The Treasury Manager Today: A Strategic Role for Changing Times
August 07, 2017
In the decade since the global economic crisis hit, the role of the corporate treasurer has evolved to become far more strategic than it used to be. And it’s getting more complex all the time.
A recent Marsh & McLennan survey found that 73 percent of senior business leaders believe the chief functions of the treasury manager are to “scrutinize liquidity and risk exposure.” That may sound straightforward enough, but what it means in day-to-day practice is actually very broad.
Today, treasury managers are charged with monitoring the changing economy. Interpreting trends in the capital markets. Following industry regulatory issues. And heading off threats of fraud or technology disruption. Beyond these duties, a treasury manager’s responsibilities also often include:
Insurance risk management
Supply chain risk management
Real estate investment
Mergers & Acquisitions
Forecasting & Measurement
And all that’s in addition to managing cash and investments or achieving cost savings, as the role traditionally has had it. It’s a huge job, one that has understandably brought changes to what treasury managers need from their banking relationships.
Today, banks advising corporate treasury departments can’t assume every situation calls for the same, cookie-cutter approach. Instead, treasury managers need their banker to serve as a consultative resource who not only understands the company’s strategy and competitive challenges, but who also can help shape advantageous solutions.
So, what should today’s corporate treasury manager look for in a consultative banking relationship? Here’s a list of questions to consider:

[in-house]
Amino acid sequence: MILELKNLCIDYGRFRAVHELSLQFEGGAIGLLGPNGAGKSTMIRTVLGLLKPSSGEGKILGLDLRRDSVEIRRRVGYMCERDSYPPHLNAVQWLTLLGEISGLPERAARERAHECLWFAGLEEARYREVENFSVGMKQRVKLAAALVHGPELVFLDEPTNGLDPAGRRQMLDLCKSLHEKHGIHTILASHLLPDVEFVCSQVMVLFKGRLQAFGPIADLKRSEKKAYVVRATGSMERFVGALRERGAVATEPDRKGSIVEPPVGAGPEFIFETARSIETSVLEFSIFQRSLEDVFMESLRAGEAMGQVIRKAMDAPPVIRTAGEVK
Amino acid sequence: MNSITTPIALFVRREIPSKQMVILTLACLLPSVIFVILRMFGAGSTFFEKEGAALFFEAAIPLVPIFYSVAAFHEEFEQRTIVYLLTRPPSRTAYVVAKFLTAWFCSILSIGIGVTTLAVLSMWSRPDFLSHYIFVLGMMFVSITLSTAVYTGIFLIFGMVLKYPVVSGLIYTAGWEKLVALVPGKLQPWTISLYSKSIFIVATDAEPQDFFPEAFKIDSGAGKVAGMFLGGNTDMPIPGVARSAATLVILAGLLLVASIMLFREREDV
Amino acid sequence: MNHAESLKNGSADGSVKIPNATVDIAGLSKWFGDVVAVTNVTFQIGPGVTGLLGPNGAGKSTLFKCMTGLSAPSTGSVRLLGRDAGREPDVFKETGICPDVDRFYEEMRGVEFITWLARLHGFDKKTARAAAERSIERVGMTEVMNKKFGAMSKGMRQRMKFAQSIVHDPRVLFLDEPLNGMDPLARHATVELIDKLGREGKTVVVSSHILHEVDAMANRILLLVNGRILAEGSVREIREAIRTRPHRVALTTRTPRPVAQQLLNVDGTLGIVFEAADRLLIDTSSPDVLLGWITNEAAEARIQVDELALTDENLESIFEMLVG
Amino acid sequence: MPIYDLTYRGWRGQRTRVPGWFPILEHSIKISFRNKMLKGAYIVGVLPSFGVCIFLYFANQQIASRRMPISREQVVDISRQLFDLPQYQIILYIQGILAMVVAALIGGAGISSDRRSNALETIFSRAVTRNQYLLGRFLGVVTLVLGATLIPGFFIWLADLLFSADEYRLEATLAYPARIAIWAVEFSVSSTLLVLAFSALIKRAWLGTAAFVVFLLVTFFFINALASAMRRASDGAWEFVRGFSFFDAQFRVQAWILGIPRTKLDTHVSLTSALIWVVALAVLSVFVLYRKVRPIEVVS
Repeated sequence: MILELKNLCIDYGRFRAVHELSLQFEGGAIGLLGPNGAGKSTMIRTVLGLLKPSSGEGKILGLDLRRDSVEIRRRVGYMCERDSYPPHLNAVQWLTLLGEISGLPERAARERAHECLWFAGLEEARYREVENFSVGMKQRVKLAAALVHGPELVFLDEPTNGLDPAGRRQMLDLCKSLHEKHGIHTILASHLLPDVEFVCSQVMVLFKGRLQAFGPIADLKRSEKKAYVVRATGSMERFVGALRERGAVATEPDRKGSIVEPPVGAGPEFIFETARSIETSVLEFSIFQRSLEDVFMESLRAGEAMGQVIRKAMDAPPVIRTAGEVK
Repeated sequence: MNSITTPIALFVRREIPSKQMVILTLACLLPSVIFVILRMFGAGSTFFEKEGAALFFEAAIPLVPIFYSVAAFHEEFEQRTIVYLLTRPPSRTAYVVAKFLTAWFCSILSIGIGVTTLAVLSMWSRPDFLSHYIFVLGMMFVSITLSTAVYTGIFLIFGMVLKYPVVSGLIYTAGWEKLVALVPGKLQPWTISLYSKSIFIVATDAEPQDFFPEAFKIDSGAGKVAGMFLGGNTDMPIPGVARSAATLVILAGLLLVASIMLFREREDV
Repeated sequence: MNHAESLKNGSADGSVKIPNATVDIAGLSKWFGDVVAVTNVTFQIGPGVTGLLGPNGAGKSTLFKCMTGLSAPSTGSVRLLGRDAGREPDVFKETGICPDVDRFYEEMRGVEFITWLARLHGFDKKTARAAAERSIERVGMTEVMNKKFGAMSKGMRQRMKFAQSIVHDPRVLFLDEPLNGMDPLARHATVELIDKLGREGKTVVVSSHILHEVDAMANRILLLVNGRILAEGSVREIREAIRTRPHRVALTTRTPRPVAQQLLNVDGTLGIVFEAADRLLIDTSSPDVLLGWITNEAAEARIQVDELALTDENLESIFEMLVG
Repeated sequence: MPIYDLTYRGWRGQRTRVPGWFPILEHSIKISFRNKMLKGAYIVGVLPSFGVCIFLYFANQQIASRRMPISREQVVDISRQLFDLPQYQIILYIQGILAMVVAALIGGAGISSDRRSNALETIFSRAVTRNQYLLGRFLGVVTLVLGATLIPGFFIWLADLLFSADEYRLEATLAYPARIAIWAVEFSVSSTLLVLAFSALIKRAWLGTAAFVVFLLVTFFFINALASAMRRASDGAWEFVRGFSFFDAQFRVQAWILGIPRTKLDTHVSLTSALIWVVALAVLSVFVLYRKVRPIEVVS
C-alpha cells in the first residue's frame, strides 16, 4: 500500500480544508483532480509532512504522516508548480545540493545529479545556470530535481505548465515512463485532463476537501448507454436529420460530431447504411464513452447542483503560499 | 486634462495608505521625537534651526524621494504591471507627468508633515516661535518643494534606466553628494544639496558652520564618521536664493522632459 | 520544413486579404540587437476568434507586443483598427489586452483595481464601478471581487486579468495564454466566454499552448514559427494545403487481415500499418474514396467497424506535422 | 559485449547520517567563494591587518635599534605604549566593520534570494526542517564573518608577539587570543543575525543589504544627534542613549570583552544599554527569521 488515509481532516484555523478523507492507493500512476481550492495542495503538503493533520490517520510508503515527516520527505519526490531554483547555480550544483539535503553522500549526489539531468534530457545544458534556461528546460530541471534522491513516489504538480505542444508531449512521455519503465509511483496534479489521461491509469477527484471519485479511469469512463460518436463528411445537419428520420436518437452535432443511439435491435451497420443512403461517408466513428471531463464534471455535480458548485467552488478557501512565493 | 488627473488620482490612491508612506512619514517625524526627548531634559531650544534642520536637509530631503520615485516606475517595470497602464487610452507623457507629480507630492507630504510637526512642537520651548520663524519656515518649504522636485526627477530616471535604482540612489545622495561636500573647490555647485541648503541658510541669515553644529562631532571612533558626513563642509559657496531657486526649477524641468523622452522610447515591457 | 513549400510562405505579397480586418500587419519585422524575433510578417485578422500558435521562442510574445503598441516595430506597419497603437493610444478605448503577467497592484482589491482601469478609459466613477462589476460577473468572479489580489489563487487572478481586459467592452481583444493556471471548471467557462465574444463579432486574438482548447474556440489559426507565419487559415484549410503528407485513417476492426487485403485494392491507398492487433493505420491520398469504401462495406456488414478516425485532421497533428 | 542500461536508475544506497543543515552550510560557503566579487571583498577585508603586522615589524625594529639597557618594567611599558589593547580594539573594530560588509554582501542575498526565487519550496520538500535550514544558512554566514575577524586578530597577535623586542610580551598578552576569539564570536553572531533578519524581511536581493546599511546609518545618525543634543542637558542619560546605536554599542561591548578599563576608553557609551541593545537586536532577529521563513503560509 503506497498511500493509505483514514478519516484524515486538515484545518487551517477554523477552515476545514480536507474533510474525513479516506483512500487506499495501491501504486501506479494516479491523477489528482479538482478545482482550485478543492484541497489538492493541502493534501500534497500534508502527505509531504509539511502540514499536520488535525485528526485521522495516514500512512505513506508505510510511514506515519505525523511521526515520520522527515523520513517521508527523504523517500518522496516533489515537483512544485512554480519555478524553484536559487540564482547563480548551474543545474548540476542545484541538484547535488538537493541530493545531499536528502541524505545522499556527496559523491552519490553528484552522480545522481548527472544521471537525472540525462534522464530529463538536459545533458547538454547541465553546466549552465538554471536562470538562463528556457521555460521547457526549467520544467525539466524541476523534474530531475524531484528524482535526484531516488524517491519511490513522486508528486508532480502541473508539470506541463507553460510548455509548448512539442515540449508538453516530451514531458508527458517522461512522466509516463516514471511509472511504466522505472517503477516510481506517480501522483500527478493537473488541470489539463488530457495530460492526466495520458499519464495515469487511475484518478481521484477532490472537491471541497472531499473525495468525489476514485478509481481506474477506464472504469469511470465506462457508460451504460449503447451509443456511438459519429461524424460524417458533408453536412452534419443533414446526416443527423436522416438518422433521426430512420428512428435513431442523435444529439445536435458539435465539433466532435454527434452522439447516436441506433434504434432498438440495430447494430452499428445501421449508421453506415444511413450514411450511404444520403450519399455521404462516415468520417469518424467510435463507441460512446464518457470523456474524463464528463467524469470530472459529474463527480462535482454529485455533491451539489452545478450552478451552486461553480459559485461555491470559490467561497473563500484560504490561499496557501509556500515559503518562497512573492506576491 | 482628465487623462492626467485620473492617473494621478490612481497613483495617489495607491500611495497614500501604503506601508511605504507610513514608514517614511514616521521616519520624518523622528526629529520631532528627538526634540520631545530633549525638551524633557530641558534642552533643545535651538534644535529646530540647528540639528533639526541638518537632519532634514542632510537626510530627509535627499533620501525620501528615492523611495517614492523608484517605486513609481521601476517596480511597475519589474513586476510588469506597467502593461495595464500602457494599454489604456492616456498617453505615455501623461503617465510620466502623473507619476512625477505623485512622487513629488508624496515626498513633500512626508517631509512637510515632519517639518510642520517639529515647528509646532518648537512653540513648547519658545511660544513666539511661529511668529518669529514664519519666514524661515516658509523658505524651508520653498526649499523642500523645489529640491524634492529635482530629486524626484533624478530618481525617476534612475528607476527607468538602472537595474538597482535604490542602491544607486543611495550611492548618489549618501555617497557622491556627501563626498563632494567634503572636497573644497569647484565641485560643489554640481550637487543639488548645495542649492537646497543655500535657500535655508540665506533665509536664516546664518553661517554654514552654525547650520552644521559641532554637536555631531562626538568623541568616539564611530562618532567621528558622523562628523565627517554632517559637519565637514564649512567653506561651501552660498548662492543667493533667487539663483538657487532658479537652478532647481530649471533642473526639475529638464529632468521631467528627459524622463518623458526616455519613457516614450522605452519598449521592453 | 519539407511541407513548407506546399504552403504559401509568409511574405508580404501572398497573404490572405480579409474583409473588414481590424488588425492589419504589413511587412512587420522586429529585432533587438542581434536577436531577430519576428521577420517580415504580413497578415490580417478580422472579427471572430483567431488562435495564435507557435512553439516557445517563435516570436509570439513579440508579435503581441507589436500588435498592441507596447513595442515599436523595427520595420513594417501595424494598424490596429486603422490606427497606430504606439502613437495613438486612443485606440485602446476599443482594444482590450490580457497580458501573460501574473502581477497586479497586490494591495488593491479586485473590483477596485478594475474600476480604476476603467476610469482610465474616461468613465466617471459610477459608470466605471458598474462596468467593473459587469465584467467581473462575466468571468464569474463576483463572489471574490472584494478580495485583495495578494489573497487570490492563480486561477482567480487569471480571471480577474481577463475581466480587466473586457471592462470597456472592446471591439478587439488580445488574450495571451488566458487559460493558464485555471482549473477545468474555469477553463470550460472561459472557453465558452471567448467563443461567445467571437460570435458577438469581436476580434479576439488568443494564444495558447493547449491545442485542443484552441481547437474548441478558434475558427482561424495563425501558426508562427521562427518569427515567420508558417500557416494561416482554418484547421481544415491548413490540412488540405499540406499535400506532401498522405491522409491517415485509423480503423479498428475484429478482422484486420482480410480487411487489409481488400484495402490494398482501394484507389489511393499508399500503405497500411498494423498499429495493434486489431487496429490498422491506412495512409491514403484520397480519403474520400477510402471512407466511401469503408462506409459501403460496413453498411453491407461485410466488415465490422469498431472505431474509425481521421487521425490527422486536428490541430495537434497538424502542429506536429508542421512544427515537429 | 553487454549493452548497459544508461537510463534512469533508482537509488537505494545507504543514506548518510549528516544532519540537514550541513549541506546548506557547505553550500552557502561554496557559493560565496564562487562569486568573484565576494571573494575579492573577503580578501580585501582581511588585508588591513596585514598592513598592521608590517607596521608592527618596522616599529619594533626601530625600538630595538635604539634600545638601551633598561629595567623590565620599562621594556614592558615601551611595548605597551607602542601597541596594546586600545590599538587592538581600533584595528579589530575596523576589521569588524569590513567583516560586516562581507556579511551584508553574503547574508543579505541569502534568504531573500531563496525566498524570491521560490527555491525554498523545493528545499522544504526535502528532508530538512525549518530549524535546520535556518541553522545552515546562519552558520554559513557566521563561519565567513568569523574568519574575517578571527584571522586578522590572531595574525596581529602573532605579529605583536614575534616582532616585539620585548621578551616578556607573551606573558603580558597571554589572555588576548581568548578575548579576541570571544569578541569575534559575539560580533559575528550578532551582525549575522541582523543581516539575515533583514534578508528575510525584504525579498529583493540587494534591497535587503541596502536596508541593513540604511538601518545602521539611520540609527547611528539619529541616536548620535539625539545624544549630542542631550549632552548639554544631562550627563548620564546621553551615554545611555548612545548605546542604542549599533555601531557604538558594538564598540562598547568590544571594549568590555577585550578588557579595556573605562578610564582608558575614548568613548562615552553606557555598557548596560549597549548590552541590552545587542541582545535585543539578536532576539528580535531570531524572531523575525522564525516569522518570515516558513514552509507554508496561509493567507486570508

Does your banker understand your industry, your markets, your business objectives and your competitive challenges? Can they devise solutions that complement your unique growth strategy?
Is your banker tuned into your borrowing needs? Can they provide capital sourcing recommendations for regular lending, SBA loans, corporate finance or industry-specific financing options?
Does your banker grasp the true scope of your responsibilities, including the systems and technologies you have in place for receivables, payables, payroll, and fraud prevention?
Can your banker deliver treasury management solutions that enhance your growth opportunities, such as electronic invoicing to shorten collection cycles or an improved payments strategy to better manage float? How about maximizing payroll process efficiency through direct deposit or payroll cards? Or better cash management and reporting using a commercial credit card?
Overall, it’s critical for a banker to understand both the client’s big picture—their competition, challenges, problems—as well as their day-to-day business activities. Because with the global economy evolving as fast as it is, corporate treasurers are playing an increasingly vital role in keeping their companies ahead of the competition.
The bankers at First Independent Bank are expert resources for treasury management services1 and many other banking and financing needs. Contact us to discuss ways we can help your company achieve more through a consultative banking relationship.
First Independent Bank
First Independent Bank, a division of Western Alliance Bank, Member FDIC, delivers relationship banking that puts clients at the center of everything. Founded in 1999, First Independent Bank offers a full spectrum of tailored business banking solutions and outstanding service, with offices in Reno, Sparks, Carson City and Fallon. Part of top-performing Western Alliance Bancorporation, with more than $65 billion in assets, First Independent Bank has the reach, resources and local market expertise that make a difference for customers.
1. Some products and services may be subject to prior approval or fees. Please contact a Treasury Management Advisor and Relationship Manager for additional details that may apply based on products and services selected.